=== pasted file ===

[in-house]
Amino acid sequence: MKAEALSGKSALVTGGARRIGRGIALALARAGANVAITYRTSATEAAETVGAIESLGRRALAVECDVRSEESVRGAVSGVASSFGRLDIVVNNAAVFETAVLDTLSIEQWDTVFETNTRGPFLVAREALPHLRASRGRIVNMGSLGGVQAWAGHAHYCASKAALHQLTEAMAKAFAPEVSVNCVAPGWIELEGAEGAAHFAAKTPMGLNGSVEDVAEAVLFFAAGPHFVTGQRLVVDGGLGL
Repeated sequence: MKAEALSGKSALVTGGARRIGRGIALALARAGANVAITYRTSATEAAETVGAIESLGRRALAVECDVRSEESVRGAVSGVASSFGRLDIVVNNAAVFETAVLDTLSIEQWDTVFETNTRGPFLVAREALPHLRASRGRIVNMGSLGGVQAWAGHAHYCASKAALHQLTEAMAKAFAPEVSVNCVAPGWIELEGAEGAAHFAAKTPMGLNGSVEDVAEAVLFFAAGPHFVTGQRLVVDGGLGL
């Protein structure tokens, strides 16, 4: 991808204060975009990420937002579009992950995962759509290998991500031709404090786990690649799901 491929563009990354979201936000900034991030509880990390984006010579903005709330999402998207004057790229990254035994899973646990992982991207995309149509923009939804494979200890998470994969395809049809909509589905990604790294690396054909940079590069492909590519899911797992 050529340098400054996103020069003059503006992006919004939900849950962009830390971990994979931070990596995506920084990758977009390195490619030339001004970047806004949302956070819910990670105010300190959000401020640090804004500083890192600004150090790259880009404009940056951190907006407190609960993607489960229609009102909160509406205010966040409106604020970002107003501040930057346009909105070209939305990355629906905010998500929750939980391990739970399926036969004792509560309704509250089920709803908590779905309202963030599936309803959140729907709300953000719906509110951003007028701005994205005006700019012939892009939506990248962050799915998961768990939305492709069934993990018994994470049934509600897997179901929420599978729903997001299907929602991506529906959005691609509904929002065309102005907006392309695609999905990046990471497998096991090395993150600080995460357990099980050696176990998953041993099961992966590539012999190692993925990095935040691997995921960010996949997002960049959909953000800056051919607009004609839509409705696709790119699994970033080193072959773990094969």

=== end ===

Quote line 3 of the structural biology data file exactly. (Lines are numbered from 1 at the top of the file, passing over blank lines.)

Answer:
Repeated sequence: MKAEALSGKSALVTGGARRIGRGIALALARAGANVAITYRTSATEAAETVGAIESLGRRALAVECDVRSEESVRGAVSGVASSFGRLDIVVNNAAVFETAVLDTLSIEQWDTVFETNTRGPFLVAREALPHLRASRGRIVNMGSLGGVQAWAGHAHYCASKAALHQLTEAMAKAFAPEVSVNCVAPGWIELEGAEGAAHFAAKTPMGLNGSVEDVAEAVLFFAAGPHFVTGQRLVVDGGLGL